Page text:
Few scholars have addressed Arabic adaptations of The Taming of the Shrew, though it remains among the most popular Shakespearean comedies in the Arab world. The first Arabic performance of Shrew in Egypt in 1930 marked a significant landmark in the history of Arab Shakespeares, as the translator rendered the play in colloquial Egyptian Arabic, rather than in the formal, classical Arabic accessible to the educated elite. As such, the play offered the uneducated Egyptian public – and women in particular – unprecedented access to this work of Shakespeare. Instrumental to the adaptation’s success was Fāṭima Rushdī, owner and lead actress of the company that performed this first Arabic Shrew. In this and other roles as one of Egypt’s first renowned Shakespearean actresses, Rushdī not only effectively recast Shakespeare in an Egyptian mould, but also cast Egyptians in a Shakespearean mould, with effects that still echo today.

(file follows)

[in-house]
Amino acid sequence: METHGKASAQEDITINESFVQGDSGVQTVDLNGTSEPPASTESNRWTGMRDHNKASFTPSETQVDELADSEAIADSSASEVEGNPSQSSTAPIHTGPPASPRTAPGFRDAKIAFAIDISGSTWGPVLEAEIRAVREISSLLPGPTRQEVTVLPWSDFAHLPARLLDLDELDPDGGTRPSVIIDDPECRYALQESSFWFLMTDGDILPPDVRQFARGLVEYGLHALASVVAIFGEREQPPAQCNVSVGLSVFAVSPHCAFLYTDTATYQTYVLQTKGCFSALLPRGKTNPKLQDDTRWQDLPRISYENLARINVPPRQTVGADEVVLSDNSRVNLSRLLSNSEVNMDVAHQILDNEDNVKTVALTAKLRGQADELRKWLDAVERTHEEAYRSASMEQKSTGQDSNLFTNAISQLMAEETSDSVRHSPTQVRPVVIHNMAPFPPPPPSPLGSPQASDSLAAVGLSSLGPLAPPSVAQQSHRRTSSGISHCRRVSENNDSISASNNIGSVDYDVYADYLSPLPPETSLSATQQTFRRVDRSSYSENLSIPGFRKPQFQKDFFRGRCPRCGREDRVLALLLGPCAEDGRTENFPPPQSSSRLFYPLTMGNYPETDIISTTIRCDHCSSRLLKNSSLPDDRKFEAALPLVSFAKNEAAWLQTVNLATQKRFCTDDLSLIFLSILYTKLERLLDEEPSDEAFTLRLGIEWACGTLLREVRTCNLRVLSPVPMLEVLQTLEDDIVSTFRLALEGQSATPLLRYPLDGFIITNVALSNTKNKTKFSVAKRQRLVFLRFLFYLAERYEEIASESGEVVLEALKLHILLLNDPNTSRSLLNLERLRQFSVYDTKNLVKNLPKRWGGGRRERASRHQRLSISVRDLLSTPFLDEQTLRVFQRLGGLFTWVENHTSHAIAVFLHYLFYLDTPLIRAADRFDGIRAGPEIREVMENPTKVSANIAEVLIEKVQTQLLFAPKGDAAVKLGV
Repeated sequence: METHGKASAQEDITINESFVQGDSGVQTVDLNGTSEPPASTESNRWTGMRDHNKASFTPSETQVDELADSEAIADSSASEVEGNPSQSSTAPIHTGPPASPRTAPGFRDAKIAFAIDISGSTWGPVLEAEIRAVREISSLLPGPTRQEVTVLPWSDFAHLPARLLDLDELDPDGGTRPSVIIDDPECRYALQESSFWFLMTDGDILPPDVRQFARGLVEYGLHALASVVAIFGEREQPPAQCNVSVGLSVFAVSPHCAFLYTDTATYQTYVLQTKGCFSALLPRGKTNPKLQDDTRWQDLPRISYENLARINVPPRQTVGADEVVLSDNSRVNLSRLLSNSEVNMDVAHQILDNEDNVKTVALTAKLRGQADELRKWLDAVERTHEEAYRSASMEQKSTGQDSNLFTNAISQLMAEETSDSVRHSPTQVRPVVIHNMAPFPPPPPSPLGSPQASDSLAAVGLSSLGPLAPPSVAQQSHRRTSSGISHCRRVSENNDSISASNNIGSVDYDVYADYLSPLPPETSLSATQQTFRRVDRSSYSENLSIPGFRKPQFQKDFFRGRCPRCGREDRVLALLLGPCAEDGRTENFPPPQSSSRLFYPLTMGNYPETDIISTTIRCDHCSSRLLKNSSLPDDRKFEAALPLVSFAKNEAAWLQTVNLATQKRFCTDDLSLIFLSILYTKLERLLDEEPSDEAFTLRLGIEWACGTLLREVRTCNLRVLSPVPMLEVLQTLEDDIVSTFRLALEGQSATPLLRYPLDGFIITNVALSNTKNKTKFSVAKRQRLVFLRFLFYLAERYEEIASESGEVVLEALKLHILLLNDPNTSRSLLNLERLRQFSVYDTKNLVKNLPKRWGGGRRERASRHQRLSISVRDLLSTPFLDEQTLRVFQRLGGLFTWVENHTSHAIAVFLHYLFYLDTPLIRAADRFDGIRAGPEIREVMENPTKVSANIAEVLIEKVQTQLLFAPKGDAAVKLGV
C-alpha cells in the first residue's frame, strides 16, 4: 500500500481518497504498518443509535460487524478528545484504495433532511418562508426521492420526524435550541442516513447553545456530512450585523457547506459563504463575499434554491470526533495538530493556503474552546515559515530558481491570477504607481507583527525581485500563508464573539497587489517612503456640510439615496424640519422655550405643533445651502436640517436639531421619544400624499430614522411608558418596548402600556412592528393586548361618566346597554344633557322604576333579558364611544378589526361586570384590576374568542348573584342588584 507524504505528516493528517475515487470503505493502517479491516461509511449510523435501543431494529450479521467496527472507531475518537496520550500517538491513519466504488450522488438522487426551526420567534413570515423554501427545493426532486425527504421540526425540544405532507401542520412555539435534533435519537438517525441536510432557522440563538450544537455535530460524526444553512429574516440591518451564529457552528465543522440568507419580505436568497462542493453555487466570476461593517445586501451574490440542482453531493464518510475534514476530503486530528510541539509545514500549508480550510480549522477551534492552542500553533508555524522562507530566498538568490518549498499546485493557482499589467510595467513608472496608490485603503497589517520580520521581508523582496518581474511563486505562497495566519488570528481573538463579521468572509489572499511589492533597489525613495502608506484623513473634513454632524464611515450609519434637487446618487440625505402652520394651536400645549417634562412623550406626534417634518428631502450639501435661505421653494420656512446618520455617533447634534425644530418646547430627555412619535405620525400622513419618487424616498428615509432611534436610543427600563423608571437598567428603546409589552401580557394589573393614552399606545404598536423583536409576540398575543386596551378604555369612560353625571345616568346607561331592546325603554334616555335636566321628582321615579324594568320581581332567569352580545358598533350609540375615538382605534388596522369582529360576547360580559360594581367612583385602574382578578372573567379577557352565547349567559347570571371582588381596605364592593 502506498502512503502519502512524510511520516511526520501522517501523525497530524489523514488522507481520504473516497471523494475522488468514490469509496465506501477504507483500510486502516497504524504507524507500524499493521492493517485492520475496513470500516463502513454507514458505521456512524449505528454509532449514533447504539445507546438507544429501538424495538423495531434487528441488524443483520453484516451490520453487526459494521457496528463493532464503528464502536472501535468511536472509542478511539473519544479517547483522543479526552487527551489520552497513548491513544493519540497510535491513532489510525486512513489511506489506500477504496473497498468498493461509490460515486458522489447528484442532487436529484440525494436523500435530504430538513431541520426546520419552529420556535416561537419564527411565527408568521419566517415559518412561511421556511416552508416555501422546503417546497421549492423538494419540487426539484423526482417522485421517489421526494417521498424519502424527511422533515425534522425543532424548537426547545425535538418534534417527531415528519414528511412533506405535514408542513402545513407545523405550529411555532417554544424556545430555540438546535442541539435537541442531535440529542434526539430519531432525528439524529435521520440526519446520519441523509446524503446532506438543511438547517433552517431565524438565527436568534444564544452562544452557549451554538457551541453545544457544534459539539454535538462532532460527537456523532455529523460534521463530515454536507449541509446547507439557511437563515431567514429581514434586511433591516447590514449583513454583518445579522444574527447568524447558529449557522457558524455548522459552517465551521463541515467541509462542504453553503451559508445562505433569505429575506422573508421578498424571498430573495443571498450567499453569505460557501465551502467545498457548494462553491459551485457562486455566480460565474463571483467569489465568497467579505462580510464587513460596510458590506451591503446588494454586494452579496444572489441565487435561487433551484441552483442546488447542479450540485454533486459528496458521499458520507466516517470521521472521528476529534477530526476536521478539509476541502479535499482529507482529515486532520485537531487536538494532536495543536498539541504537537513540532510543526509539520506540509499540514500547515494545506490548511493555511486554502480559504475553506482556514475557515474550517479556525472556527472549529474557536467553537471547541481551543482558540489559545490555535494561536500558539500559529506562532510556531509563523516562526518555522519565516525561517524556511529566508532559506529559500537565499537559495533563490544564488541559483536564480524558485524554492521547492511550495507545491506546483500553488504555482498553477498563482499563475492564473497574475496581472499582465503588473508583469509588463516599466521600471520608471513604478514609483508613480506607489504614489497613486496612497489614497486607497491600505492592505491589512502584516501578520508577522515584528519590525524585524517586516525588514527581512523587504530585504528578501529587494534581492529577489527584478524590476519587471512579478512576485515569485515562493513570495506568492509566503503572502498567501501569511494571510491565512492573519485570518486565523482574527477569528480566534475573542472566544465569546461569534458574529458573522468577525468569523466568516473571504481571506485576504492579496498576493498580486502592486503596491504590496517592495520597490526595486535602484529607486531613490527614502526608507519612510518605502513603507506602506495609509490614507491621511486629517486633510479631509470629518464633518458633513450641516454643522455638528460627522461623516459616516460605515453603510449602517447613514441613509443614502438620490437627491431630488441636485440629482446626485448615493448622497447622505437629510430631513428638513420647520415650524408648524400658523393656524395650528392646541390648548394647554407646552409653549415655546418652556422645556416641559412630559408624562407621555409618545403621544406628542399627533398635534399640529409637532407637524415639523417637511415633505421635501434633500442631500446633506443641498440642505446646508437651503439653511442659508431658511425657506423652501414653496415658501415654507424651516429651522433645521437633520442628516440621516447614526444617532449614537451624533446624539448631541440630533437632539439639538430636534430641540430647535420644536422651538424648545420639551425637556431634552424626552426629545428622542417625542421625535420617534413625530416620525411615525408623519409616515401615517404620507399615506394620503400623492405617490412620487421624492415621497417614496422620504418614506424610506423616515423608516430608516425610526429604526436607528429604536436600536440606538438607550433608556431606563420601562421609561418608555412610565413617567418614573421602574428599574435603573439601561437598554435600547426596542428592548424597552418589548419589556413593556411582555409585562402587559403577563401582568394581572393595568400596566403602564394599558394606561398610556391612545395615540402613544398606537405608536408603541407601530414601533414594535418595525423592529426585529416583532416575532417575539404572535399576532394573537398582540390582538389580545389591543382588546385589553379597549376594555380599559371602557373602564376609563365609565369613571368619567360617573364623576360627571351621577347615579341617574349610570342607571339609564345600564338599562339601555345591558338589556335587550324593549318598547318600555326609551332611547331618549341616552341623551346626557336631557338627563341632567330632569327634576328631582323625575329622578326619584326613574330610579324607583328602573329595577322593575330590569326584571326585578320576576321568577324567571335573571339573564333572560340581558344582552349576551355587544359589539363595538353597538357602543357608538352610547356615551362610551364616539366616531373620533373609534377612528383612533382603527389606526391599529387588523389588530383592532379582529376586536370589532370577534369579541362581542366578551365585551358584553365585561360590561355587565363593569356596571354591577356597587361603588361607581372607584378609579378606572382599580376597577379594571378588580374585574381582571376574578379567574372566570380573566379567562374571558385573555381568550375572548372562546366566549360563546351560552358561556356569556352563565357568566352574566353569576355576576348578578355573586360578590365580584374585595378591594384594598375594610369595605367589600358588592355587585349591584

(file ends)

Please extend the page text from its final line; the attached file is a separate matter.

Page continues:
David C. Moberly is a PhD candidate in English at the University of Minnesota, completing a dissertation entitled ‘The Taming of the Tigress: Gender, Shakespeare, and the Arab World’. His work on early modern European captivity literature features as a chapter in Palgrave’s forthcoming Dialectics of Orientalism in Early Modern Europe. He has also reviewed The Taming of the Shrew in the Egyptian film industry on MIT’s Global Shakespeares Video & Performance Archive.